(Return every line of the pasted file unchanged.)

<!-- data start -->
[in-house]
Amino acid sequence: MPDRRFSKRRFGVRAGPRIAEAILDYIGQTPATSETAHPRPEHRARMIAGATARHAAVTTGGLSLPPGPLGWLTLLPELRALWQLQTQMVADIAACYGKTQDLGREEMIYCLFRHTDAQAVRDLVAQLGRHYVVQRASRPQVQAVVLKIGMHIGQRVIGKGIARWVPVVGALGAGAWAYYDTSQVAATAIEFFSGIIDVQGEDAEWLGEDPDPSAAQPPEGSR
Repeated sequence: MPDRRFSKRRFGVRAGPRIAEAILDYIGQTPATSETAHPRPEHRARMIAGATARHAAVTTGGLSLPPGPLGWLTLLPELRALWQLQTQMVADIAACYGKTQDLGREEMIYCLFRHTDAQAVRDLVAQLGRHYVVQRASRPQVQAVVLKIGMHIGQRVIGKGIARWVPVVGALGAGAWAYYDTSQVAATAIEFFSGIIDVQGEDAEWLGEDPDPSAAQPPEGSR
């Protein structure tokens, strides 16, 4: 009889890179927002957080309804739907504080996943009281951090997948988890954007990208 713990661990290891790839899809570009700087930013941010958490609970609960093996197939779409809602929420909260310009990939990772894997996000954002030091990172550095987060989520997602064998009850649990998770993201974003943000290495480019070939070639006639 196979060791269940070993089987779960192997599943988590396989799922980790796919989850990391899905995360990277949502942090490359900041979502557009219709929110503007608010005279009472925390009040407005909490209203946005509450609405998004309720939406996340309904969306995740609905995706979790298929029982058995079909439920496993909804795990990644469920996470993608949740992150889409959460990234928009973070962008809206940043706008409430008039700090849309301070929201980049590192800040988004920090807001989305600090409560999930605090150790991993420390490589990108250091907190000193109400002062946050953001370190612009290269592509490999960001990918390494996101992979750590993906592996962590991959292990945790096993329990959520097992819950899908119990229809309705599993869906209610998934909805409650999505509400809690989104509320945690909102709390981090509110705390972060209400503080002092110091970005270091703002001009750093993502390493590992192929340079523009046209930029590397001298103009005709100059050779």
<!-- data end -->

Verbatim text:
[in-house]
Amino acid sequence: MPDRRFSKRRFGVRAGPRIAEAILDYIGQTPATSETAHPRPEHRARMIAGATARHAAVTTGGLSLPPGPLGWLTLLPELRALWQLQTQMVADIAACYGKTQDLGREEMIYCLFRHTDAQAVRDLVAQLGRHYVVQRASRPQVQAVVLKIGMHIGQRVIGKGIARWVPVVGALGAGAWAYYDTSQVAATAIEFFSGIIDVQGEDAEWLGEDPDPSAAQPPEGSR
Repeated sequence: MPDRRFSKRRFGVRAGPRIAEAILDYIGQTPATSETAHPRPEHRARMIAGATARHAAVTTGGLSLPPGPLGWLTLLPELRALWQLQTQMVADIAACYGKTQDLGREEMIYCLFRHTDAQAVRDLVAQLGRHYVVQRASRPQVQAVVLKIGMHIGQRVIGKGIARWVPVVGALGAGAWAYYDTSQVAATAIEFFSGIIDVQGEDAEWLGEDPDPSAAQPPEGSR
């Protein structure tokens, strides 16, 4: 009889890179927002957080309804739907504080996943009281951090997948988890954007990208 713990661990290891790839899809570009700087930013941010958490609970609960093996197939779409809602929420909260310009990939990772894997996000954002030091990172550095987060989520997602064998009850649990998770993201974003943000290495480019070939070639006639 196979060791269940070993089987779960192997599943988590396989799922980790796919989850990391899905995360990277949502942090490359900041979502557009219709929110503007608010005279009472925390009040407005909490209203946005509450609405998004309720939406996340309904969306995740609905995706979790298929029982058995079909439920496993909804795990990644469920996470993608949740992150889409959460990234928009973070962008809206940043706008409430008039700090849309301070929201980049590192800040988004920090807001989305600090409560999930605090150790991993420390490589990108250091907190000193109400002062946050953001370190612009290269592509490999960001990918390494996101992979750590993906592996962590991959292990945790096993329990959520097992819950899908119990229809309705599993869906209610998934909805409650999505509400809690989104509320945690909102709390981090509110705390972060209400503080002092110091970005270091703002001009750093993502390493590992192929340079523009046209930029590397001298103009005709100059050779």